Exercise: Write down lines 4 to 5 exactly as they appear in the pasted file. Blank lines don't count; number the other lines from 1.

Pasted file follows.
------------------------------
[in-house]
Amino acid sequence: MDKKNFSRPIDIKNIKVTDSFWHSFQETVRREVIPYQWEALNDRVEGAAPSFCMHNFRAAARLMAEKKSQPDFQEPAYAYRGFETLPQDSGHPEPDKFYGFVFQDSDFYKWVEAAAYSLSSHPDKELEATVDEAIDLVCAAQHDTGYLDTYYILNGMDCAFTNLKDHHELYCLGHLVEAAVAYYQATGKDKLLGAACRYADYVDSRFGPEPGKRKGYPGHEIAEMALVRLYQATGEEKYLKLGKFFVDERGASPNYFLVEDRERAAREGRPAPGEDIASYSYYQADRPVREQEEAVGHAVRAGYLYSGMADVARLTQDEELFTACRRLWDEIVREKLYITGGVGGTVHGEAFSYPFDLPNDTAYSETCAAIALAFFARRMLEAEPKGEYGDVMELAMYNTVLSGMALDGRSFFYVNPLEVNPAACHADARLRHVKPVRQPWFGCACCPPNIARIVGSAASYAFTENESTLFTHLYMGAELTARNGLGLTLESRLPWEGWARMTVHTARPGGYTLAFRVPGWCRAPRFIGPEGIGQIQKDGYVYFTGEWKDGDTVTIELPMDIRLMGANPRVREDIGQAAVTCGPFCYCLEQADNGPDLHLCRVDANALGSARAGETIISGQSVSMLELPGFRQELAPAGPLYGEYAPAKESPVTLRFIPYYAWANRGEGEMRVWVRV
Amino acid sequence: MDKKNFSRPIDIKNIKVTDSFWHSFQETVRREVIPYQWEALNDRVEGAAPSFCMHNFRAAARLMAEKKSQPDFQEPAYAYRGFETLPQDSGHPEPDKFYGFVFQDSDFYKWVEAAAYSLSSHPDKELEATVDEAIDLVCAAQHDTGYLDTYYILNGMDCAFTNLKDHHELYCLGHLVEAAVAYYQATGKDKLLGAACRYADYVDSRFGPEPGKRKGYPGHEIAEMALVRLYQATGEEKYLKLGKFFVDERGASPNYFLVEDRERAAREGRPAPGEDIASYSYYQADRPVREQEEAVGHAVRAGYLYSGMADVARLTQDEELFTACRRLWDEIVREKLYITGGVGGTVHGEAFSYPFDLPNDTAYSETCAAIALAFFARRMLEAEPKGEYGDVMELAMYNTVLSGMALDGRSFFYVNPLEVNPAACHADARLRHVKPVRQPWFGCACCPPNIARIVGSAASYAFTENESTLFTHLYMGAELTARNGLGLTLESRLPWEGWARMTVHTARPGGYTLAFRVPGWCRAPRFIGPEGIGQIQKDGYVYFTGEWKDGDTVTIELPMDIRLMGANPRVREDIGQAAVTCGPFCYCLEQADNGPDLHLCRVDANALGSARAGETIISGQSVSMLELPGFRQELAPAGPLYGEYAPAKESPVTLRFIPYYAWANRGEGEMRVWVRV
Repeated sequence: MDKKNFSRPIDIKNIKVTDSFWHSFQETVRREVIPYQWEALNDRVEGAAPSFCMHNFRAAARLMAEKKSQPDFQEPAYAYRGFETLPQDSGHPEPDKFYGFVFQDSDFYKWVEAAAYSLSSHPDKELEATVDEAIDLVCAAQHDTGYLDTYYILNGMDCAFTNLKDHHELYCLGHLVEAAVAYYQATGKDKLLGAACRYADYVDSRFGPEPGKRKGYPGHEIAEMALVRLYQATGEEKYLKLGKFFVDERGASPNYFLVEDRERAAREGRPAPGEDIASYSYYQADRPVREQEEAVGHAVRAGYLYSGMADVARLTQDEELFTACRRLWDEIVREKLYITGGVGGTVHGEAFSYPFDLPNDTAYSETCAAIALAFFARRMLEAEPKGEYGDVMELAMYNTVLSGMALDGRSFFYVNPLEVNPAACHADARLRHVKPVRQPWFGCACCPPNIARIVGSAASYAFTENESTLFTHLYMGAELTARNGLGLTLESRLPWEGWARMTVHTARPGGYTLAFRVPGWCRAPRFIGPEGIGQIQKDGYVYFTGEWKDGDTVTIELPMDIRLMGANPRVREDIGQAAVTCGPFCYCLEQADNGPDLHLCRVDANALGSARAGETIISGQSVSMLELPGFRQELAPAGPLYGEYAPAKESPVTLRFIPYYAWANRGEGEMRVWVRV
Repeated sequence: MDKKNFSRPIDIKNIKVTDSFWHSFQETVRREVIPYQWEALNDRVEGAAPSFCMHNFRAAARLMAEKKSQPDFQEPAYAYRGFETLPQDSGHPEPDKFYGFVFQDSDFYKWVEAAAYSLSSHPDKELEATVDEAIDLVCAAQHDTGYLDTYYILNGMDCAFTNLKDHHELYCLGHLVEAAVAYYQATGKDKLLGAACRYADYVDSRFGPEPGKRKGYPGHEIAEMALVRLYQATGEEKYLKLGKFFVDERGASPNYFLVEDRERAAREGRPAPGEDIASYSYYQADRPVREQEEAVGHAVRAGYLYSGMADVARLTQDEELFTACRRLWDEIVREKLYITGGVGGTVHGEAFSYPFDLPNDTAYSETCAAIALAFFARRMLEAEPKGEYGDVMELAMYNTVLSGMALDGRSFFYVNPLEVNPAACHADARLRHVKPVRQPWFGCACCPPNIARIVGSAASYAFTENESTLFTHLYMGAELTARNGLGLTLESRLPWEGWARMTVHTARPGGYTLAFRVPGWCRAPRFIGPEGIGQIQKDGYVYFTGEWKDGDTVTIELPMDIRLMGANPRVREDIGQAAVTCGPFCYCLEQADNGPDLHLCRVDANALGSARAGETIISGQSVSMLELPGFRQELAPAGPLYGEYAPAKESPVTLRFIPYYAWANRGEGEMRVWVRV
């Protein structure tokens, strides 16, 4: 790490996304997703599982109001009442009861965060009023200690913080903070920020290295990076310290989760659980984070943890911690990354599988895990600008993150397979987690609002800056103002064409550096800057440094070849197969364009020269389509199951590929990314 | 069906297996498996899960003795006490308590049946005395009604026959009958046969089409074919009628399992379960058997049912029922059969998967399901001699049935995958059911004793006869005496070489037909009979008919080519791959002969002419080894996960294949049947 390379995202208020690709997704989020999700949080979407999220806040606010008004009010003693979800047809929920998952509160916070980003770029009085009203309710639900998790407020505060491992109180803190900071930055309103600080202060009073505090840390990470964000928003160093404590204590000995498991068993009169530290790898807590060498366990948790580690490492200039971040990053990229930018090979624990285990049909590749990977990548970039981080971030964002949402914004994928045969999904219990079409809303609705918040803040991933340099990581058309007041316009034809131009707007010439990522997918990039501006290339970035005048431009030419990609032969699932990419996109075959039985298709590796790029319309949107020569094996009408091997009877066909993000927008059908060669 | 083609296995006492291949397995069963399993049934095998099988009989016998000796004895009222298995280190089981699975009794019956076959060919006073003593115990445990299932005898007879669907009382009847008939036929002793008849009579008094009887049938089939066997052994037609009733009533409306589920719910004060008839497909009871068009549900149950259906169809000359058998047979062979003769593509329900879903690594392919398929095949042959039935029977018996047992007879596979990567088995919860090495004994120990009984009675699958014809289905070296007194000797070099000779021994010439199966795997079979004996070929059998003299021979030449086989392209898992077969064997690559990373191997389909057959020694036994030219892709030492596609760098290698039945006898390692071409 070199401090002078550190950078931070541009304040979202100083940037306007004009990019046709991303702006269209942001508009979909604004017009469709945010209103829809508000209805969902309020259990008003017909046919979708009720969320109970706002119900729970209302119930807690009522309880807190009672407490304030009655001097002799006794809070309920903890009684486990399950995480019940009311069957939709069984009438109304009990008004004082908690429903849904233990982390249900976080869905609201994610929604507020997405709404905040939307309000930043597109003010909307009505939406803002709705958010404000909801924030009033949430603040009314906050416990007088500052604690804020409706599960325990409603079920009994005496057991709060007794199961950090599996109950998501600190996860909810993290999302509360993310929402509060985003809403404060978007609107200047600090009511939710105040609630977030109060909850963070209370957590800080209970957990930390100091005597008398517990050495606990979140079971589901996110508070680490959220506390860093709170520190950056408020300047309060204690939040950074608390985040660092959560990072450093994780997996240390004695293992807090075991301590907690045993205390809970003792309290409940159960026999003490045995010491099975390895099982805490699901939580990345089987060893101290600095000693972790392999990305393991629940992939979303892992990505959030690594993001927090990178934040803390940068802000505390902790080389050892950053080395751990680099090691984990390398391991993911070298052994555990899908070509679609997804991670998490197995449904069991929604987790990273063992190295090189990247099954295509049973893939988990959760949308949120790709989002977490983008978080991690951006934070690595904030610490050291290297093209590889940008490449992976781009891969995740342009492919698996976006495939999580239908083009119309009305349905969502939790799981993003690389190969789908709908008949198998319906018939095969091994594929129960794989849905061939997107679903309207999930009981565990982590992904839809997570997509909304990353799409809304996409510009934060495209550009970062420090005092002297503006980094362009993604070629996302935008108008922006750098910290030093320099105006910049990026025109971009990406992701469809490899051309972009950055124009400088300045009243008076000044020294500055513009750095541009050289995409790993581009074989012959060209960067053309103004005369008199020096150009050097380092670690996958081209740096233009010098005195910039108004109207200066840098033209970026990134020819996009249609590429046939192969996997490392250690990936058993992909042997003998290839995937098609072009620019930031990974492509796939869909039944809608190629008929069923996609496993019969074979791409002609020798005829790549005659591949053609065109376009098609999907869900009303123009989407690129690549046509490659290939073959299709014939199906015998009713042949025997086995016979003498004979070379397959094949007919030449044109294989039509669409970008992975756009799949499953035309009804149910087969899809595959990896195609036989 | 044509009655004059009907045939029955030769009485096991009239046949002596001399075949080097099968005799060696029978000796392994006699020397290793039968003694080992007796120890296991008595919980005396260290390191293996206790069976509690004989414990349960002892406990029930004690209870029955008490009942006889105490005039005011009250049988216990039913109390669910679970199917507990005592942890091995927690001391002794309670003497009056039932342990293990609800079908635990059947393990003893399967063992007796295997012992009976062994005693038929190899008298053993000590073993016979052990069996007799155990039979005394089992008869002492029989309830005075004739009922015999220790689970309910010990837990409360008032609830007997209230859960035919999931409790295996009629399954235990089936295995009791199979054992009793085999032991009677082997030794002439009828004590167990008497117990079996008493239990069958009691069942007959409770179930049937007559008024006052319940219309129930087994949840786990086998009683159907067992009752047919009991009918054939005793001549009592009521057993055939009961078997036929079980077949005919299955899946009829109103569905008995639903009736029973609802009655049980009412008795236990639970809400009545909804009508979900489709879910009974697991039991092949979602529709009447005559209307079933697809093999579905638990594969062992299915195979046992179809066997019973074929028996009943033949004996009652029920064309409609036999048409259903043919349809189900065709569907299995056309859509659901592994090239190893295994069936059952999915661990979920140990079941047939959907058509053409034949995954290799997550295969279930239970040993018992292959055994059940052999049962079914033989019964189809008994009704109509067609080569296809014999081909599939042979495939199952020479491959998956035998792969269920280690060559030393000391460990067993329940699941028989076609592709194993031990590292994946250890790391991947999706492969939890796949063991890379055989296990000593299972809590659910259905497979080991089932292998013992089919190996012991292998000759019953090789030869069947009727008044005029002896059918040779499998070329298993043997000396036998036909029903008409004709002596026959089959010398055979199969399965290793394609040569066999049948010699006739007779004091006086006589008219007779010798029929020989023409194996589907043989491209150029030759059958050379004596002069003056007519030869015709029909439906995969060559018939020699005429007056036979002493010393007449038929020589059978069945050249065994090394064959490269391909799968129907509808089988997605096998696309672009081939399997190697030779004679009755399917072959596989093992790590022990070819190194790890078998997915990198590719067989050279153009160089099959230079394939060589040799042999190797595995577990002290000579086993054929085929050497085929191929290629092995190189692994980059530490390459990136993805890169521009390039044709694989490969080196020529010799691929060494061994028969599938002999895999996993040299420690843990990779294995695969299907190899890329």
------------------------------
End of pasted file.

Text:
Repeated sequence: MDKKNFSRPIDIKNIKVTDSFWHSFQETVRREVIPYQWEALNDRVEGAAPSFCMHNFRAAARLMAEKKSQPDFQEPAYAYRGFETLPQDSGHPEPDKFYGFVFQDSDFYKWVEAAAYSLSSHPDKELEATVDEAIDLVCAAQHDTGYLDTYYILNGMDCAFTNLKDHHELYCLGHLVEAAVAYYQATGKDKLLGAACRYADYVDSRFGPEPGKRKGYPGHEIAEMALVRLYQATGEEKYLKLGKFFVDERGASPNYFLVEDRERAAREGRPAPGEDIASYSYYQADRPVREQEEAVGHAVRAGYLYSGMADVARLTQDEELFTACRRLWDEIVREKLYITGGVGGTVHGEAFSYPFDLPNDTAYSETCAAIALAFFARRMLEAEPKGEYGDVMELAMYNTVLSGMALDGRSFFYVNPLEVNPAACHADARLRHVKPVRQPWFGCACCPPNIARIVGSAASYAFTENESTLFTHLYMGAELTARNGLGLTLESRLPWEGWARMTVHTARPGGYTLAFRVPGWCRAPRFIGPEGIGQIQKDGYVYFTGEWKDGDTVTIELPMDIRLMGANPRVREDIGQAAVTCGPFCYCLEQADNGPDLHLCRVDANALGSARAGETIISGQSVSMLELPGFRQELAPAGPLYGEYAPAKESPVTLRFIPYYAWANRGEGEMRVWVRV
Repeated sequence: MDKKNFSRPIDIKNIKVTDSFWHSFQETVRREVIPYQWEALNDRVEGAAPSFCMHNFRAAARLMAEKKSQPDFQEPAYAYRGFETLPQDSGHPEPDKFYGFVFQDSDFYKWVEAAAYSLSSHPDKELEATVDEAIDLVCAAQHDTGYLDTYYILNGMDCAFTNLKDHHELYCLGHLVEAAVAYYQATGKDKLLGAACRYADYVDSRFGPEPGKRKGYPGHEIAEMALVRLYQATGEEKYLKLGKFFVDERGASPNYFLVEDRERAAREGRPAPGEDIASYSYYQADRPVREQEEAVGHAVRAGYLYSGMADVARLTQDEELFTACRRLWDEIVREKLYITGGVGGTVHGEAFSYPFDLPNDTAYSETCAAIALAFFARRMLEAEPKGEYGDVMELAMYNTVLSGMALDGRSFFYVNPLEVNPAACHADARLRHVKPVRQPWFGCACCPPNIARIVGSAASYAFTENESTLFTHLYMGAELTARNGLGLTLESRLPWEGWARMTVHTARPGGYTLAFRVPGWCRAPRFIGPEGIGQIQKDGYVYFTGEWKDGDTVTIELPMDIRLMGANPRVREDIGQAAVTCGPFCYCLEQADNGPDLHLCRVDANALGSARAGETIISGQSVSMLELPGFRQELAPAGPLYGEYAPAKESPVTLRFIPYYAWANRGEGEMRVWVRV